Accusations fly as pro-Israel groups spend big to oust progressive House Democrat

<span>Jamaal Bowman and Bernie Sanders rally in the Bronx, New York City, on 22 June 2024.</span><span>Photograph: Olga Federova/EPA</span>
Jamaal Bowman and Bernie Sanders rally in the Bronx, New York City, on 22 June 2024.Photograph: Olga Federova/EPA

It was one of the hottest days of the year in New York City on Saturday – but as Alexandria Ocasio-Cortez took to the stage in the Bronx, you wouldn’t know it.

At a rally to support Jamaal Bowman, the progressive Democrat facing a primary campaign that has seen pro-Israel lobbying groups pump more than $15m into the race, Ocasio-Cortez was amped up.

Bowman’s fellow progressive member of Congress – one of America’s most recognizable politicians – sprinted on to the stage and jumped around to a Cardi B track, drawing cheers and applause from the crowd.

“Let’s go, Bronx!” she shouted.

“Are you ready to fight? Are you ready to take this borough back? Are you ready to win this country back? Are you ready to fight for peace on earth and ceasefire in Gaza?”

The reception from the crowd of more than 1,000 people suggested that the crowd was very ready.

Related: Race to unseat New York progressive ‘most expensive House primary ever’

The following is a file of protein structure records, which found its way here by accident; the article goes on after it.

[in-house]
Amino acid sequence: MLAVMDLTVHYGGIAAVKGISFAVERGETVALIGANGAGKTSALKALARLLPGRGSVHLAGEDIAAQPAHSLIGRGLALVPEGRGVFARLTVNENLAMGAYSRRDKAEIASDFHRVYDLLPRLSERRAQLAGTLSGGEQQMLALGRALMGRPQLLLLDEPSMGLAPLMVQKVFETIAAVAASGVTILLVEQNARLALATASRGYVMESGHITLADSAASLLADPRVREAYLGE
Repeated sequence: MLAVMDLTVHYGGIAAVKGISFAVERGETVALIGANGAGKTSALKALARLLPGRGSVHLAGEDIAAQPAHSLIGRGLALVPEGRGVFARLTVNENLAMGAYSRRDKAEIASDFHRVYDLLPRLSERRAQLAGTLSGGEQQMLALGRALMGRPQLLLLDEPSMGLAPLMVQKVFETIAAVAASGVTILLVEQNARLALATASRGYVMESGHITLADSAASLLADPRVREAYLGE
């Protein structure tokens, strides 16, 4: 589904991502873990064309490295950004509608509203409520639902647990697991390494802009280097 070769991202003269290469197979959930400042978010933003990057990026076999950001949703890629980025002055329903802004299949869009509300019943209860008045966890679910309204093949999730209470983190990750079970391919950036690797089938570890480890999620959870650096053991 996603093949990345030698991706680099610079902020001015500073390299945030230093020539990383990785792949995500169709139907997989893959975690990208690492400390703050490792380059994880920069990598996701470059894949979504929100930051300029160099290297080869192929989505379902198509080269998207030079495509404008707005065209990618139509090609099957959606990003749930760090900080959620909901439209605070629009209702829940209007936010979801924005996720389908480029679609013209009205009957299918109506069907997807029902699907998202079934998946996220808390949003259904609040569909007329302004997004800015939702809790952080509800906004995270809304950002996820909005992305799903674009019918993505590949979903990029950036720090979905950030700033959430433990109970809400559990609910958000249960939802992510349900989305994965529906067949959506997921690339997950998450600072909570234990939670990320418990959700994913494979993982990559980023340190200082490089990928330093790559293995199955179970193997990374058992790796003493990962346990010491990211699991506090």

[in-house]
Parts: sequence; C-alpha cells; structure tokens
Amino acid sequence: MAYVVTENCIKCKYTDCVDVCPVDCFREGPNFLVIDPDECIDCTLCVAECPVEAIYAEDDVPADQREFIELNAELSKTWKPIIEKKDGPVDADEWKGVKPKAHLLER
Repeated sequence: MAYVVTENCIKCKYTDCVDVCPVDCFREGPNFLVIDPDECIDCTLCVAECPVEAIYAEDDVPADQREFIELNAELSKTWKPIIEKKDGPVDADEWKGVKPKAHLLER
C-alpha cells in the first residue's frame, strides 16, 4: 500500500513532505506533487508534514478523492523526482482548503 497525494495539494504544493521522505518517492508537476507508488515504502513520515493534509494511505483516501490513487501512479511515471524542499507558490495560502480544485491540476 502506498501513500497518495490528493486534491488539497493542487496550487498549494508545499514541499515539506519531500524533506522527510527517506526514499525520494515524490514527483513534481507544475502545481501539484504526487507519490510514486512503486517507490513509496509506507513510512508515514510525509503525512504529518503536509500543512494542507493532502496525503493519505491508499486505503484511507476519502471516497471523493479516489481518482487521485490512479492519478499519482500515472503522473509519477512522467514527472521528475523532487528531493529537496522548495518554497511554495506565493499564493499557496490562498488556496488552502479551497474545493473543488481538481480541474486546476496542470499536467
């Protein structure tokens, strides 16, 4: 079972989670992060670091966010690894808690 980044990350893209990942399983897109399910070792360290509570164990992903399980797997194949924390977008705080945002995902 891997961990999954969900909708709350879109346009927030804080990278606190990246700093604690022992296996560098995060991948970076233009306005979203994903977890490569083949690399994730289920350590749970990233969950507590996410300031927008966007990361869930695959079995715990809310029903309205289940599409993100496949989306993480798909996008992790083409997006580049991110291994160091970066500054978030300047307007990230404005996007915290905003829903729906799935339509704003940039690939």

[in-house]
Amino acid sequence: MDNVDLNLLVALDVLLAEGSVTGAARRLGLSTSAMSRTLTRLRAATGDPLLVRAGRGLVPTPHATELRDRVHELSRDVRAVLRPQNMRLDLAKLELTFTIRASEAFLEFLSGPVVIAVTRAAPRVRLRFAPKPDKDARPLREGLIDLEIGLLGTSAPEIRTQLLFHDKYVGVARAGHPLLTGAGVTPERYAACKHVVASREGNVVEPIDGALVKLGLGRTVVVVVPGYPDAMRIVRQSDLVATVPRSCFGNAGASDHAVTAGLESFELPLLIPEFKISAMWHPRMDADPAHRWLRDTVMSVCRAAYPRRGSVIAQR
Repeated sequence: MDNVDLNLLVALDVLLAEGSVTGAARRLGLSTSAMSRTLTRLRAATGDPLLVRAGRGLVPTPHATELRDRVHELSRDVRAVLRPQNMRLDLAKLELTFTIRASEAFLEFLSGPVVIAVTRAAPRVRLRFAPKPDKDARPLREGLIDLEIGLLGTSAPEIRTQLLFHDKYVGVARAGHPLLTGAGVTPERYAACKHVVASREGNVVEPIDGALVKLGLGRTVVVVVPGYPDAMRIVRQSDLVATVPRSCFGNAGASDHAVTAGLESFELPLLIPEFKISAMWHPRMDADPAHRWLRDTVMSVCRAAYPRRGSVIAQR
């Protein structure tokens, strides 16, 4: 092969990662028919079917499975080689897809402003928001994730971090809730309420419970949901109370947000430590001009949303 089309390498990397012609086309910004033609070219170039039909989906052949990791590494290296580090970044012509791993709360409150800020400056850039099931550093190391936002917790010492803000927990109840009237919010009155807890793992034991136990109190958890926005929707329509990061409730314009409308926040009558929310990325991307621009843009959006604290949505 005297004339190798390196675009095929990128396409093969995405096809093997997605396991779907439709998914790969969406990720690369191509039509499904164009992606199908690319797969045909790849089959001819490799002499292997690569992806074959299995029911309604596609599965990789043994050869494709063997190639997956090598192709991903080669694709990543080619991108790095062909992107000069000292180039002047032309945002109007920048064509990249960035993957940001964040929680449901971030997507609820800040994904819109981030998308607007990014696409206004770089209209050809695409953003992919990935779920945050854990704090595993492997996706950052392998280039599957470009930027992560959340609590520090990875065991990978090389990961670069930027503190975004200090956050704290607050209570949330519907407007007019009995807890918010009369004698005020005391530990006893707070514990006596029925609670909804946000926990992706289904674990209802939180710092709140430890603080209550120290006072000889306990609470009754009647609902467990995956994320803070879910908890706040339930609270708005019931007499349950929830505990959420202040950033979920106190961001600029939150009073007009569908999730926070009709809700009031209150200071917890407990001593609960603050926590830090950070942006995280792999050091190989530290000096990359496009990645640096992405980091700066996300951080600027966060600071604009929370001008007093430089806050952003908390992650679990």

Voters go to the polls in New York’s 16th district on Tuesday, in what has become the most expensive House primary in US history. The race between Bowman and his challenger, George Latimer, has been ugly: beset by accusations of antisemitism and racism. Of the almost $23m that has been spent on ads so far, more than $15m has come from pro-Israel groups, in a bid to oust the Democratic incumbent, Jamaal Bowman.

Bowman has represented the district in the House of Representatives since 2020, one of a wave of progressive Democrats who have won victories in recent years. Popular among young Democrats and left-leaning voters, the 48-year-old became a high profile member of the Squad – a group of progressive politicians who include Ocasio-Cortez and Rashida Tlaib – after he arrived in DC.